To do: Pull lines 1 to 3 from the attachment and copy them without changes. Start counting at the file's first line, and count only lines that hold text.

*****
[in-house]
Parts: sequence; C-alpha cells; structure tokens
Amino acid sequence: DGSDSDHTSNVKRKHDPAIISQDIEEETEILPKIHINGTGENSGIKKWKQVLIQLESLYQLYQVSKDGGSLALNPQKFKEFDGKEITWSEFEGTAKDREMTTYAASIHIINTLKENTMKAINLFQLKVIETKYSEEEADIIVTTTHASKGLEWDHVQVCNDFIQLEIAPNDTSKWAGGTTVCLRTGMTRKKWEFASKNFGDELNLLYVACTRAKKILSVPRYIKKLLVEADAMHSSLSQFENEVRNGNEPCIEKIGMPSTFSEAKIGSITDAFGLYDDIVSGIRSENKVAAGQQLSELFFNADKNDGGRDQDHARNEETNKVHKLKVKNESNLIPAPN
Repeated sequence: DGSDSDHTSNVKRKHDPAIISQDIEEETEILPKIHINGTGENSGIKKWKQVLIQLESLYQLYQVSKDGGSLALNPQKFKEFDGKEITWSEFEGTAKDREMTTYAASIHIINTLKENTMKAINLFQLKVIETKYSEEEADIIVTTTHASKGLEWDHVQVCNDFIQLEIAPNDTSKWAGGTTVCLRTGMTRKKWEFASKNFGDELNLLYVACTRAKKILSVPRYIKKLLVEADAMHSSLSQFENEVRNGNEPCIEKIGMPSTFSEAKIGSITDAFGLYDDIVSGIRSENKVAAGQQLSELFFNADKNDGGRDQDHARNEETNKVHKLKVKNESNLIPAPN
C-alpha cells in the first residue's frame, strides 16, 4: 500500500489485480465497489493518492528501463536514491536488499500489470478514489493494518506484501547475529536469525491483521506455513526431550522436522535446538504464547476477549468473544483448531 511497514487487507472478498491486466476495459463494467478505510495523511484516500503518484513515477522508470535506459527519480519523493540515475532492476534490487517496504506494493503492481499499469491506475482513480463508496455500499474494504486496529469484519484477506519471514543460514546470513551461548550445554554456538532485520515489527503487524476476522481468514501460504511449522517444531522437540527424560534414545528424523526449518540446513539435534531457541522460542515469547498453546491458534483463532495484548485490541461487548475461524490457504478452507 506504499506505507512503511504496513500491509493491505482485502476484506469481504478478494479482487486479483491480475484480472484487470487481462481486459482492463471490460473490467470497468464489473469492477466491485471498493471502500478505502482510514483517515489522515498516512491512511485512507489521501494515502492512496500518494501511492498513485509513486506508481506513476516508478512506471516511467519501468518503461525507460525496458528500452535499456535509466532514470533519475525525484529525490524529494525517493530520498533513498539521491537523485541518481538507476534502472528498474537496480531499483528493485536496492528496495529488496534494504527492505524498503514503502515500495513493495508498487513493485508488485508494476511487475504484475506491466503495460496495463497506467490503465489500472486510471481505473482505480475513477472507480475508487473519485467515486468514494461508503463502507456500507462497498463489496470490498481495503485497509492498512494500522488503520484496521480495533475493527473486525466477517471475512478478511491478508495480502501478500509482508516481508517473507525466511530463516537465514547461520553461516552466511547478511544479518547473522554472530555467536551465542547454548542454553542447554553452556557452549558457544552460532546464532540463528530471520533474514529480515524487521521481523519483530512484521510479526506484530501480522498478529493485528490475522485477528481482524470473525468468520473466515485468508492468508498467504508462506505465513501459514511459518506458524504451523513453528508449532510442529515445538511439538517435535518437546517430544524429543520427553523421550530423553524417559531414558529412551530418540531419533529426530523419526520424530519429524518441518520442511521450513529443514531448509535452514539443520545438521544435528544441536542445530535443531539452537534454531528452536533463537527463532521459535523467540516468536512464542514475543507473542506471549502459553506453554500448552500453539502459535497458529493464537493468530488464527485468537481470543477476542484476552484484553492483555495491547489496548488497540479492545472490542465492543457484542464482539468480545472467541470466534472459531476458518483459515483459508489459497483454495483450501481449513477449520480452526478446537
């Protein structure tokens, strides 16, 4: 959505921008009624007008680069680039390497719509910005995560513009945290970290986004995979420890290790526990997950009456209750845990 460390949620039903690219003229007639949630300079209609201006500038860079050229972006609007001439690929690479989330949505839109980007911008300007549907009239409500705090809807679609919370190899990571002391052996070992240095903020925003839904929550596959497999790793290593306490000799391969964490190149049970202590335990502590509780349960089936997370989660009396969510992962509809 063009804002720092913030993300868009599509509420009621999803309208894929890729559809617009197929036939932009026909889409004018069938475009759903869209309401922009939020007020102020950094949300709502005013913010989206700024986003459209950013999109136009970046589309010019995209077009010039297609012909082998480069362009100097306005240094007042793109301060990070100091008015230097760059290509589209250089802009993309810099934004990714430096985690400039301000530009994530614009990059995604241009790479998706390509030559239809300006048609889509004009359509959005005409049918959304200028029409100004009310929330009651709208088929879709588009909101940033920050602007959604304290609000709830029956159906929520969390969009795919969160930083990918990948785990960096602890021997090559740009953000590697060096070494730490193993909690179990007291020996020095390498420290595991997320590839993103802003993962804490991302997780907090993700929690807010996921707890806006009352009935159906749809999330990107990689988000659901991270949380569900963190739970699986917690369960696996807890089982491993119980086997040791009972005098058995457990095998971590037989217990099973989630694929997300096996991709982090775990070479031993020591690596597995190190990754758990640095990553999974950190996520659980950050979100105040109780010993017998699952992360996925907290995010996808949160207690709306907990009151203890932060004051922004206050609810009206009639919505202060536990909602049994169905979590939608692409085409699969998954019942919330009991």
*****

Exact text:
[in-house]
Parts: sequence; C-alpha cells; structure tokens
Amino acid sequence: DGSDSDHTSNVKRKHDPAIISQDIEEETEILPKIHINGTGENSGIKKWKQVLIQLESLYQLYQVSKDGGSLALNPQKFKEFDGKEITWSEFEGTAKDREMTTYAASIHIINTLKENTMKAINLFQLKVIETKYSEEEADIIVTTTHASKGLEWDHVQVCNDFIQLEIAPNDTSKWAGGTTVCLRTGMTRKKWEFASKNFGDELNLLYVACTRAKKILSVPRYIKKLLVEADAMHSSLSQFENEVRNGNEPCIEKIGMPSTFSEAKIGSITDAFGLYDDIVSGIRSENKVAAGQQLSELFFNADKNDGGRDQDHARNEETNKVHKLKVKNESNLIPAPN